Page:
For a car that was rushed into production in a matter of months, the Chevy II enjoyed a long and successful life.
Introduced on July 7, 1959, the 1960 Corvair was a fairly solid seller for General Motors with more than 250,000 units shipped that first year. But due to its innovative air-cooled, rear-engine design, the Corvair was an expensive car to manufacture, constantly struggling to meet its cost targets and generate a reasonable profit margin.
Meanwhile, Ford took a very different approach with its entry in the compact class, the Falcon. With its extremely simple and conventional design, it was cheap and profitable to build, and the public liked it just fine. More than 435,000 Falcons were sent out the door in its first model year, outselling not only the Corvair but the Rambler American and Volkswagen Beetle in the USA. By December of 1959, the GM brass had seen enough. Chevrolet would take direct aim at the Falcon with a second entry in the compact class, the car we know as the Chevy II.
The Chevy II’s development program ran at an emergency-room pace—barely 18 months from the first blank sheet of paper to the start of production in August of 1961. And while it’s not quite a clone of the Falcon, the similarities are remarkable. The Chevy II’s wheelbase was 110 inches and overall length was 183 inches—same as the Falcon, give or take an inch or two. The front suspension (above) was strikingly familiar as well, with a strut-rod lower control arms and coil springs perched atop the upper wishbones. This basic platform, known as the X-body inside the company, was not shared with any other GM product in its first generation.
But there were some differences, and a few innovations, too. The Chevy II used a novel monoleaf rear suspension, and for ease of manufacturing, the unit-construction chassis was constructed in two halves that bolted together at the firewall with 14 fasteners. The new compact was also the first product to feature the Chevrolet division’s totally redesigned Powerglide automatic transmission, which the full-size cars would adopt the following year. (Read our Powerglide feature here.) There were two available Chevy II powerplants the first year: a 153 CID inline four and a `194 CID inline six. Both were variants of the third-generation Chevrolet straight six introduced on the bow-tie division’s big cars in ’63. (This inline engine family shared parts and tooling with the Chevy small-block V8.) The six found far more popularity than the four in the Chevy II, accounting for more than 80 percent of the deliveries in ’62.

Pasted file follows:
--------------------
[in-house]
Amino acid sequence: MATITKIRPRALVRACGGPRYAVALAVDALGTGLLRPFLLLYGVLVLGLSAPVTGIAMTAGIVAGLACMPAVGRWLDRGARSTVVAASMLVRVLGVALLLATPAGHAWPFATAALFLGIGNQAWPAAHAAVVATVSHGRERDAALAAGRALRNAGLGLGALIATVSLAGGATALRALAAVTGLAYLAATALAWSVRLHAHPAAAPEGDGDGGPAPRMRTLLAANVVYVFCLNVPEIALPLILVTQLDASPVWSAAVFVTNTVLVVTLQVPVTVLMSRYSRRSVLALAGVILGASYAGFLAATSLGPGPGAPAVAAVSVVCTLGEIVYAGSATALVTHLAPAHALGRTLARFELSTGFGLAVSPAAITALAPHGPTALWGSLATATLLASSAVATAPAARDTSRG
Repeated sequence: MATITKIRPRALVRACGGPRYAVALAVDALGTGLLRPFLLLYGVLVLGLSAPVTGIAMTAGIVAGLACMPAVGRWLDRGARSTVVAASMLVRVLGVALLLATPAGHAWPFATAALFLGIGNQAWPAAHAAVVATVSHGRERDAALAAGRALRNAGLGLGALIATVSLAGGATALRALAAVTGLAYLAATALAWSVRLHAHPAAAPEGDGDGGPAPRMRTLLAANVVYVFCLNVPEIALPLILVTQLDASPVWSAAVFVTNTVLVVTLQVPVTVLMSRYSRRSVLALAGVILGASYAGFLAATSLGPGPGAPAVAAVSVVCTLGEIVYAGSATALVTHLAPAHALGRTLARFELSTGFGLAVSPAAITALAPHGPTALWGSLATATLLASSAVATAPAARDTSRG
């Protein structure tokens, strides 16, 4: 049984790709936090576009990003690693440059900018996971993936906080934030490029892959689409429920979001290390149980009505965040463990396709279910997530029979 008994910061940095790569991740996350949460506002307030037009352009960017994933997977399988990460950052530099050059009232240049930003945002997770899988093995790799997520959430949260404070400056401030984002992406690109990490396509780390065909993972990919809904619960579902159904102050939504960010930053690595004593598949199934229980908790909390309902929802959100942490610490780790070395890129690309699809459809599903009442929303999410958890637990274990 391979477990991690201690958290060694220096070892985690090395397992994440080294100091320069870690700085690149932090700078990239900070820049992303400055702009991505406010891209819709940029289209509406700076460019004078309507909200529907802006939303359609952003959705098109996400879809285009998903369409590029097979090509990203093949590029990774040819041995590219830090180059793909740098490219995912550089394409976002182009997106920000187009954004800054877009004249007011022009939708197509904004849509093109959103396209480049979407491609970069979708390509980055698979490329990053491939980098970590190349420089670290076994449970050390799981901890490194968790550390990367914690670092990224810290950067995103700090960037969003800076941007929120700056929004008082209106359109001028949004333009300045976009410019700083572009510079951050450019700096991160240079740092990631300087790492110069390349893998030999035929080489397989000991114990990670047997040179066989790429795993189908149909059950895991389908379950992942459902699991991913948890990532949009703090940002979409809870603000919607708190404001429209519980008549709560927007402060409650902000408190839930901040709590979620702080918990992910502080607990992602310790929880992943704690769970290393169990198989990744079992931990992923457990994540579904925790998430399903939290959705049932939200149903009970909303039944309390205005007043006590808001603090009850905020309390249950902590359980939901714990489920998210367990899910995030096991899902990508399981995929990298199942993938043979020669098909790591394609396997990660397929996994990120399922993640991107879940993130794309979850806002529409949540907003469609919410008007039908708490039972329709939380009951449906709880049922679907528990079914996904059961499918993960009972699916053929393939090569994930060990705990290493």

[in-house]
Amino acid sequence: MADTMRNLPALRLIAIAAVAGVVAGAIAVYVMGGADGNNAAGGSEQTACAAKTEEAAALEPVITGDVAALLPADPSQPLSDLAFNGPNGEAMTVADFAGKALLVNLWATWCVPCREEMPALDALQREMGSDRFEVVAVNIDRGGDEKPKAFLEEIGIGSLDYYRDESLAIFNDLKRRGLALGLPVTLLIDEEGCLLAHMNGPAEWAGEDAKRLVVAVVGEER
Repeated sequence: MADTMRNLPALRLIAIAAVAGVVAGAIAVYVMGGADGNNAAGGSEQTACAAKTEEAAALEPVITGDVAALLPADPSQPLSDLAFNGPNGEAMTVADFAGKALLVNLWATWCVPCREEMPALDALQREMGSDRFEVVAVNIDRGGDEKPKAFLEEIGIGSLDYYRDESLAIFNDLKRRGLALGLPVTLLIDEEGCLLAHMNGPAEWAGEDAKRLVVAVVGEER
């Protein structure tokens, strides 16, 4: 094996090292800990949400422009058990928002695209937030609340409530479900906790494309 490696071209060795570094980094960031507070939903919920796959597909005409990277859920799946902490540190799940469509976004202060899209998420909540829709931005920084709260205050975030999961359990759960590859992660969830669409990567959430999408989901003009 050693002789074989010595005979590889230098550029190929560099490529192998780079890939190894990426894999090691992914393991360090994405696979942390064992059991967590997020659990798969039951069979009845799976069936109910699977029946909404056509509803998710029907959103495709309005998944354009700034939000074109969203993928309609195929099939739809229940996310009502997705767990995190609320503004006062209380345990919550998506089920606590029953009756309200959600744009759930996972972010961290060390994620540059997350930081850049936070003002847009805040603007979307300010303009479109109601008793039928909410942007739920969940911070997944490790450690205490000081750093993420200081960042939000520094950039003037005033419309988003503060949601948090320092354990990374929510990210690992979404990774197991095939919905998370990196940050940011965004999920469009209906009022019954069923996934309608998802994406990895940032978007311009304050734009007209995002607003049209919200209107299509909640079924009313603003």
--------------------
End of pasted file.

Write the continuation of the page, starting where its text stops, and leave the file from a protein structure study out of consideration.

The Chevy II lineup for the inaugural year included three trim levels, starting with the bare-bones 100 series, above. At $2003, the base price was eight bucks more than the Corvair and $18 more than the Falcon. Next up was the 300 series, which added a little more chrome trim and upgraded interior fabrics. The top of the line was the 400 Nova, which boasted real carpeting inside and the inline six as standard. All three trim levels were available in two-door sedan, four-door sedan, and station wagon body styles; on the 400 Nova wagon, a third seat was available. The 400 Nova line also included a snazzy two-door hardtop sport coupe (top photo) and a convertible (below).
For 1962, there was no Super Sport in the Chevy II lineup, no V8 engines or four-speed transmissions, either. All that would come a few years later as eventually, even big-block V8s became available in the platform’s third generation (1969-74). The Chevy II badge was retired for 1969, but the Nova name continued on for decades. It was last seen in the USA on a front-drive subcompact produced by the GM/Toyota NUMMI joint venture from 1985 through 1988.
Article courtesy of Mac's Motor City Garage.